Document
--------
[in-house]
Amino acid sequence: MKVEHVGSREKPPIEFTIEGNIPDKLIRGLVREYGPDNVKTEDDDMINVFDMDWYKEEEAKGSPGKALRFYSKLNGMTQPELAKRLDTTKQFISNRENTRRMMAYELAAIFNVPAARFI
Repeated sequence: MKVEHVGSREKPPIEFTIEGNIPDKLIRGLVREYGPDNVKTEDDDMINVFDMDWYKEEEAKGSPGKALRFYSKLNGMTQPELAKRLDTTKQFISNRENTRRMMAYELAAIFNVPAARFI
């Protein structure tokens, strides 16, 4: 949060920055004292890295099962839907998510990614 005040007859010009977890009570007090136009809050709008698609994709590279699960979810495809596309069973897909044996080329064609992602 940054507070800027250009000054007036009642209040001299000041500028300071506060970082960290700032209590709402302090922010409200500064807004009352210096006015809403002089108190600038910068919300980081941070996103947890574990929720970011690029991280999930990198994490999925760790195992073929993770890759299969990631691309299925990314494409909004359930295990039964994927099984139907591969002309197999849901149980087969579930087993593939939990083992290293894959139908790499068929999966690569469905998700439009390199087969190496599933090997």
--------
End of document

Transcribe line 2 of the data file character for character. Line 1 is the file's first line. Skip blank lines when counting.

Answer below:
Amino acid sequence: MKVEHVGSREKPPIEFTIEGNIPDKLIRGLVREYGPDNVKTEDDDMINVFDMDWYKEEEAKGSPGKALRFYSKLNGMTQPELAKRLDTTKQFISNRENTRRMMAYELAAIFNVPAARFI